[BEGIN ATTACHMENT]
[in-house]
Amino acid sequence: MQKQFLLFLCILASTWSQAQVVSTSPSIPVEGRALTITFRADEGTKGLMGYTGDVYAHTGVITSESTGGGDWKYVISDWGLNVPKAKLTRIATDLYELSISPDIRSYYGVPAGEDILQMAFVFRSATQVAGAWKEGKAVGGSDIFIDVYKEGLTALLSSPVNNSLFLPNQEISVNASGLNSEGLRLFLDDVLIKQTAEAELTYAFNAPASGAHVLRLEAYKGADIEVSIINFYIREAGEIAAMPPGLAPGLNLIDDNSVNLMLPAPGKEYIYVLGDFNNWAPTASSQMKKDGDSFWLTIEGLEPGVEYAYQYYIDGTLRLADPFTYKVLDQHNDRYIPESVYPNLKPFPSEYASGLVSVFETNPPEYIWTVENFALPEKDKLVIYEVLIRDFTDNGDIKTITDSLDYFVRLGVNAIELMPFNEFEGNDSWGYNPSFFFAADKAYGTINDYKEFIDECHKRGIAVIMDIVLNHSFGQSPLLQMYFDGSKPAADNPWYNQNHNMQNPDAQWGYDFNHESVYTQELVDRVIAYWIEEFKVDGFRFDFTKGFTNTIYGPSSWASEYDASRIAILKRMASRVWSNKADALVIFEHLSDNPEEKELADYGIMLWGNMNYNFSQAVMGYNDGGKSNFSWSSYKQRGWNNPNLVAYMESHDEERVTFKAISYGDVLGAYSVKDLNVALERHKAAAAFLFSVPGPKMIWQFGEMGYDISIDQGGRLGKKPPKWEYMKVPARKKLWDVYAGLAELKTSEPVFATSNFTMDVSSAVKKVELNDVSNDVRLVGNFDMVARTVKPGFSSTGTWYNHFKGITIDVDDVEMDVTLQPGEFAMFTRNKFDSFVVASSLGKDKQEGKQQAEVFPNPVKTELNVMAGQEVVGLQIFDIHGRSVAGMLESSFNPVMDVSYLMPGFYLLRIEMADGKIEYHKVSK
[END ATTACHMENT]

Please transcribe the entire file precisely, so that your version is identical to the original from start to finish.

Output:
[in-house]
Amino acid sequence: MQKQFLLFLCILASTWSQAQVVSTSPSIPVEGRALTITFRADEGTKGLMGYTGDVYAHTGVITSESTGGGDWKYVISDWGLNVPKAKLTRIATDLYELSISPDIRSYYGVPAGEDILQMAFVFRSATQVAGAWKEGKAVGGSDIFIDVYKEGLTALLSSPVNNSLFLPNQEISVNASGLNSEGLRLFLDDVLIKQTAEAELTYAFNAPASGAHVLRLEAYKGADIEVSIINFYIREAGEIAAMPPGLAPGLNLIDDNSVNLMLPAPGKEYIYVLGDFNNWAPTASSQMKKDGDSFWLTIEGLEPGVEYAYQYYIDGTLRLADPFTYKVLDQHNDRYIPESVYPNLKPFPSEYASGLVSVFETNPPEYIWTVENFALPEKDKLVIYEVLIRDFTDNGDIKTITDSLDYFVRLGVNAIELMPFNEFEGNDSWGYNPSFFFAADKAYGTINDYKEFIDECHKRGIAVIMDIVLNHSFGQSPLLQMYFDGSKPAADNPWYNQNHNMQNPDAQWGYDFNHESVYTQELVDRVIAYWIEEFKVDGFRFDFTKGFTNTIYGPSSWASEYDASRIAILKRMASRVWSNKADALVIFEHLSDNPEEKELADYGIMLWGNMNYNFSQAVMGYNDGGKSNFSWSSYKQRGWNNPNLVAYMESHDEERVTFKAISYGDVLGAYSVKDLNVALERHKAAAAFLFSVPGPKMIWQFGEMGYDISIDQGGRLGKKPPKWEYMKVPARKKLWDVYAGLAELKTSEPVFATSNFTMDVSSAVKKVELNDVSNDVRLVGNFDMVARTVKPGFSSTGTWYNHFKGITIDVDDVEMDVTLQPGEFAMFTRNKFDSFVVASSLGKDKQEGKQQAEVFPNPVKTELNVMAGQEVVGLQIFDIHGRSVAGMLESSFNPVMDVSYLMPGFYLLRIEMADGKIEYHKVSK